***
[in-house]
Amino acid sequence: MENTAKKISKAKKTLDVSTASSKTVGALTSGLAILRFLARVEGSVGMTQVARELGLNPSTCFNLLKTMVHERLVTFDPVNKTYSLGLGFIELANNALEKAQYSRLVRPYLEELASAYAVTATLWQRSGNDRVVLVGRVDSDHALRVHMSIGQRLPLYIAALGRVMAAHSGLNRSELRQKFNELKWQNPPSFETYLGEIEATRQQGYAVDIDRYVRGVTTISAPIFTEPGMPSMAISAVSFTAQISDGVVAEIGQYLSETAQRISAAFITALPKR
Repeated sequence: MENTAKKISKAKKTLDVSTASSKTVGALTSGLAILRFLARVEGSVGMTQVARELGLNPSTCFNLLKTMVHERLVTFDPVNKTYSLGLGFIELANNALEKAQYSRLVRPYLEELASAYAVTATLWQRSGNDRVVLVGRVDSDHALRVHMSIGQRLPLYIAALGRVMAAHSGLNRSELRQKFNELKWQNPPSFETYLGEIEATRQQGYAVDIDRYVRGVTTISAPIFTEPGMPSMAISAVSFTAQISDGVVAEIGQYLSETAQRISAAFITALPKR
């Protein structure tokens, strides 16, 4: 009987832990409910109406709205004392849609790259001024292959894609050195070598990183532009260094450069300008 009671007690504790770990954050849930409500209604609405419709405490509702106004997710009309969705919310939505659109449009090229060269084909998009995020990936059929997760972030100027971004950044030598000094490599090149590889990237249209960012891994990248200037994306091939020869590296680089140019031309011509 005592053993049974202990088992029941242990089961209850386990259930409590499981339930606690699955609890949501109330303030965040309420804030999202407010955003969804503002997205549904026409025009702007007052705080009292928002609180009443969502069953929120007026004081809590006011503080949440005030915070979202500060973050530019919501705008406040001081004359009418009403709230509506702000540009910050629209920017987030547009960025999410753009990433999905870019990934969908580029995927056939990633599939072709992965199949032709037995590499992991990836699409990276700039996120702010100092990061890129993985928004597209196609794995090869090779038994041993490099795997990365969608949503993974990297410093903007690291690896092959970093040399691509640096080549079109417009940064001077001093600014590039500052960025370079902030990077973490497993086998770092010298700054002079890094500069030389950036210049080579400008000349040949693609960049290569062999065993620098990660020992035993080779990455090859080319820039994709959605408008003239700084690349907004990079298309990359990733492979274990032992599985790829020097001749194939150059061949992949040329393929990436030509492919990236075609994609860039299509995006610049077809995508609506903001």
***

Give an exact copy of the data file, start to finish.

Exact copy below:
[in-house]
Amino acid sequence: MENTAKKISKAKKTLDVSTASSKTVGALTSGLAILRFLARVEGSVGMTQVARELGLNPSTCFNLLKTMVHERLVTFDPVNKTYSLGLGFIELANNALEKAQYSRLVRPYLEELASAYAVTATLWQRSGNDRVVLVGRVDSDHALRVHMSIGQRLPLYIAALGRVMAAHSGLNRSELRQKFNELKWQNPPSFETYLGEIEATRQQGYAVDIDRYVRGVTTISAPIFTEPGMPSMAISAVSFTAQISDGVVAEIGQYLSETAQRISAAFITALPKR
Repeated sequence: MENTAKKISKAKKTLDVSTASSKTVGALTSGLAILRFLARVEGSVGMTQVARELGLNPSTCFNLLKTMVHERLVTFDPVNKTYSLGLGFIELANNALEKAQYSRLVRPYLEELASAYAVTATLWQRSGNDRVVLVGRVDSDHALRVHMSIGQRLPLYIAALGRVMAAHSGLNRSELRQKFNELKWQNPPSFETYLGEIEATRQQGYAVDIDRYVRGVTTISAPIFTEPGMPSMAISAVSFTAQISDGVVAEIGQYLSETAQRISAAFITALPKR
């Protein structure tokens, strides 16, 4: 009987832990409910109406709205004392849609790259001024292959894609050195070598990183532009260094450069300008 009671007690504790770990954050849930409500209604609405419709405490509702106004997710009309969705919310939505659109449009090229060269084909998009995020990936059929997760972030100027971004950044030598000094490599090149590889990237249209960012891994990248200037994306091939020869590296680089140019031309011509 005592053993049974202990088992029941242990089961209850386990259930409590499981339930606690699955609890949501109330303030965040309420804030999202407010955003969804503002997205549904026409025009702007007052705080009292928002609180009443969502069953929120007026004081809590006011503080949440005030915070979202500060973050530019919501705008406040001081004359009418009403709230509506702000540009910050629209920017987030547009960025999410753009990433999905870019990934969908580029995927056939990633599939072709992965199949032709037995590499992991990836699409990276700039996120702010100092990061890129993985928004597209196609794995090869090779038994041993490099795997990365969608949503993974990297410093903007690291690896092959970093040399691509640096080549079109417009940064001077001093600014590039500052960025370079902030990077973490497993086998770092010298700054002079890094500069030389950036210049080579400008000349040949693609960049290569062999065993620098990660020992035993080779990455090859080319820039994709959605408008003239700084690349907004990079298309990359990733492979274990032992599985790829020097001749194939150059061949992949040329393929990436030509492919990236075609994609860039299509995006610049077809995508609506903001």